Rhynchostylis retusa

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Rhynchostylis retusa
Rhynchostylis retusa, West Java.jpg
Scientific classification
Kingdom: Plantae
(unranked): Angiosperms
(unranked): Monocots
Order: Asparagales
Family: Orchidaceae
Subfamily: Epidendroideae
Tribe: Vandeae
Subtribe: Aeridinae
Genus: Rhynchostylis
Species: R. retusa
Binomial name
Rhynchostylis retusa
Synonyms
  • Epidendrum retusum L. (basionym)
  • Aerides guttata (Lindl.) Roxb.
  • Aerides praemorsa Willd.
  • Aerides retusa (L.) Sw.
  • Aerides spicata D.Don
  • Aerides undulata Sm.
  • Anota violacea (Rchb.f.) Schltr.
  • Epidendrum hippium Buch.-Ham. ex D.Don
  • Epidendrum indicum Poir.
  • Gastrochilus blumei (Lindl.) Kuntze
  • Gastrochilus garwalicus (Lindl.) Kuntze
  • Gastrochilus praemorsus (Willd.) Kuntze
  • Gastrochilus retusus (L.) Kuntze
  • Gastrochilus rheedei (Wight) Kuntze
  • Gastrochilus spicatus (D.Don) Kuntze
  • Gastrochilus violaceus (Rchb.f.) Kuntze
  • Limodorum retusum (L.) Sw.
  • Orchis lanigera Blanco
  • Rhynchostylis albiflora I.Barua & Bora
  • Rhynchostylis garwalica (Lindl.) Rchb.f.
  • Rhynchostylis guttata (Lindl.) Rchb.f.
  • Rhynchostylis praemorsa (Willd.) Blume
  • Rhynchostylis retusa f. albiflora (I.Barua & Bora) Christenson
  • Rhynchostylis violacea Rchb.f.
  • Saccolabium blumei Lindl.
  • Saccolabium garwalicum Lindl.
  • Saccolabium guttatum (Lindl.) Lindl. ex Wall.
  • Saccolabium heathii auct.
  • Saccolabium macrostachyum Lindl.
  • Saccolabium praemorsum (Willd.) Lindl.
  • Saccolabium retusum (L.) Voigt
  • Saccolabium rheedei Wight
  • Saccolabium spicatum (D.Don) Lindl.
  • Saccolabium violaceum Rchb.f.
  • Sarcanthus guttatus Lindl.[1]

Rhynchostylis retusa (also called Foxtail Orchid) is an exotic blooming orchid, belonging to the Vanda alliance. The inflorescence is a pendant raceme, consisting of more than 100 pink-spotted white flowers. The plant has a short, stout, creeping stem carrying up to 12, curved, fleshy, deeply channeled, keeled, retuse apically leaves and blooms on an axillary pendant to 60 cm (24 in) long, racemose, densely flowered, cylindrical inflorescence that occurs in the winter and early spring. It is generally famous for its use as an hair-ornament worn by Assamese women during folk dance Bihu on the onset of Spring[1]

Local names[edit]

  • Blunt Rhynchostylis
  • Chintaranamu
  • Foxtail orchid
  • Kopou Phool
  • Zuan Hui Lan
  • Ai Ya Res (Thai)
  • Gurulu raja (ගුරුළු රාජ) Sinhala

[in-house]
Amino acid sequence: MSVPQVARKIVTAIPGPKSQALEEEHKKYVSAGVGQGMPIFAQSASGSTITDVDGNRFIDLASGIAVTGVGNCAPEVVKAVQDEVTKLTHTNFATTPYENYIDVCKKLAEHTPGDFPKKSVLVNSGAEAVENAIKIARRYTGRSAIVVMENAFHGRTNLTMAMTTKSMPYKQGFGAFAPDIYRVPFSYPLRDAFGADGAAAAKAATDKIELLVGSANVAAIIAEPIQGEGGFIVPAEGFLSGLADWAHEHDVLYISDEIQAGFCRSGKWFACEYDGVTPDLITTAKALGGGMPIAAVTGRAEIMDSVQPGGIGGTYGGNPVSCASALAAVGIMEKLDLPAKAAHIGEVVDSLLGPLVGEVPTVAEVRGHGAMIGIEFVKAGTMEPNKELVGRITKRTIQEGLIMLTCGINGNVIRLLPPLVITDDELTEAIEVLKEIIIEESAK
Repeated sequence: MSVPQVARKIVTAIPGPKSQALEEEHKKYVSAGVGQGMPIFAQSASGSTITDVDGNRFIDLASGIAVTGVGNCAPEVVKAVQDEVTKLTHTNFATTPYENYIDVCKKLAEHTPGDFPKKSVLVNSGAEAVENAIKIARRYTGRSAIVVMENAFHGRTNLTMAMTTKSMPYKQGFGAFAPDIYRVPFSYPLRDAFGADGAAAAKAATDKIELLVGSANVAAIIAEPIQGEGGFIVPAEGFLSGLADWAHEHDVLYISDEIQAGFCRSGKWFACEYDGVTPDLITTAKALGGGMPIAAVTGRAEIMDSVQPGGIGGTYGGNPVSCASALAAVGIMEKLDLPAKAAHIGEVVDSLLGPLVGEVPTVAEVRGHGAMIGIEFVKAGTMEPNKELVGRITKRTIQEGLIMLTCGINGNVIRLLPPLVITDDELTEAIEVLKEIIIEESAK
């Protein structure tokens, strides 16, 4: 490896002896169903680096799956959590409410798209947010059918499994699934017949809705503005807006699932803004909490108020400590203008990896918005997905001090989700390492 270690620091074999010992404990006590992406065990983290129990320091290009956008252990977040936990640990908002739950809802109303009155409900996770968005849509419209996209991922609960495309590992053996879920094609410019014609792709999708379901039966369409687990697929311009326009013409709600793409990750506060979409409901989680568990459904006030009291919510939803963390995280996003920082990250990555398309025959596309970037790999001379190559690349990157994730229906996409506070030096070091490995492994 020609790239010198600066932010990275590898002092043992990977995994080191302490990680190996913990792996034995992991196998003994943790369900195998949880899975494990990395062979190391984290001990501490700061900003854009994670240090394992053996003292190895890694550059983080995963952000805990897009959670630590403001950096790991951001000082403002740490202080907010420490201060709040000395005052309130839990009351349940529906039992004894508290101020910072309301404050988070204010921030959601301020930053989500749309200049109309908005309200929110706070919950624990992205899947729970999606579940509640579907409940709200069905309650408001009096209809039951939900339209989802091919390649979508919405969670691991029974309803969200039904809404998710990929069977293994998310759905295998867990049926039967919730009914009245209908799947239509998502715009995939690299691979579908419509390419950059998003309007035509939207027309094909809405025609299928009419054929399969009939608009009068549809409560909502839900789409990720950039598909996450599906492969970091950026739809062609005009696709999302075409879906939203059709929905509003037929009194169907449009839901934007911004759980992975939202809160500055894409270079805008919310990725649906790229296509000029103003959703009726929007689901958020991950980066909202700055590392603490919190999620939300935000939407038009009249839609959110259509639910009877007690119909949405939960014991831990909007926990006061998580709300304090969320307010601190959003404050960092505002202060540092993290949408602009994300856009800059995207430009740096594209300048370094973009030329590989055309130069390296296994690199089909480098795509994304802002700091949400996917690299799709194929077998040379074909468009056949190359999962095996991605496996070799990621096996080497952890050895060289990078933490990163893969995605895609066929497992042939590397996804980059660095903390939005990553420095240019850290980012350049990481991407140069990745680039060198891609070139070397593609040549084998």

Distribution[edit]

Close-up of the individual flowers forming the inflorescence of Rhynchostylis retusa

The plant is found in semi-deciduous and deciduous dry lowland forests woodlands at elevations from sea level to 1,200 m (3,900 ft), and can be found in Bangladesh, Benin, Burma, Cambodia, China, India, Indonesia, Laos, Malaysia, Nepal, Philippines, Singapore, Sri Lanka, Thailand and Vietnam.[1][2]

In India, the plant is most common in North-East, Orissa and Andhra Pradesh. In Andhra Pradesh, the plant is called by Telugu name Chintaranamu. Due to bio-piracy,[citation needed] the plant is on the verge of extinction in India. Rhychostylis retusa is recognized as the state flower of Arunachal Pradesh and Assam in India as well the Uva Province of Sri Lanka.

Rhynchostylis retusa, an Orchid species of frequent occurrence in Assam

Care[edit]

The plant requires regular watering and applications of fertilizer throughout the year,[1] although it will die if the leaves are wet frequently.[citation needed] It prefers indirect lighting. Flowering usually occurs in late spring.[3]

Medicinal Uses[edit]

In Malabar District various preparations of the plant were used against asthma and tuberculosis and for 'nervous twitchings' (referable possibly to tic disorder), cramp, epileptic spasms, vertigo, palpitations, kidney stone and menstrual disorder. The plant has also been used in Assam to treat wounds, cuts and bruises. The plant has been used as an emollient in India and Nepal. Under the name of rasna the root is used to treat rheumatism throughout the Indian subcontinent.[4]

Significance in Assamese Culture[edit]

In Assam, it is popularly known as কপৌ ফুল (Kopou Phool), and is an integral part of a Bihu dancer's attire. The plant is considered to be a symbol of love, fertility and merriment and, for this reason, the inflorescence forms an essential element in the traditional Assamese marriage ceremony. Such is its beauty, usefulness and broad cultural significance in the state, that this spectacular wildflower is also grown as a much-loved garden plant by almost all Assamese families and has justly been adopted as the state flower of Assam.

See also[edit]

References[edit]

  1. ^ a b c d "Rhynchostylis Retusa". Orchid Blooming. Retrieved on 2013-03-18.
  2. ^ "Distribution - Rhynchostylis retusa". Tropicos.org. Retrieved on 2013-03-18.
  3. ^ (1998-01-20). "Rhynchostylis page". Orchid Species.com. Retrieved on 2013-03-18.
  4. ^ Orchid Biology: Reviews and Perspectives, III ed. Arditti,Joseph,pub.Comstock Publishing Associates - a division of Cornell University Press 1984 ISBN 0-8014-1040-1 (v.1) : Chapter 2 : Ethnobotany of the Orchidaceae by Lawler,Leonard J. page 101

External links[edit]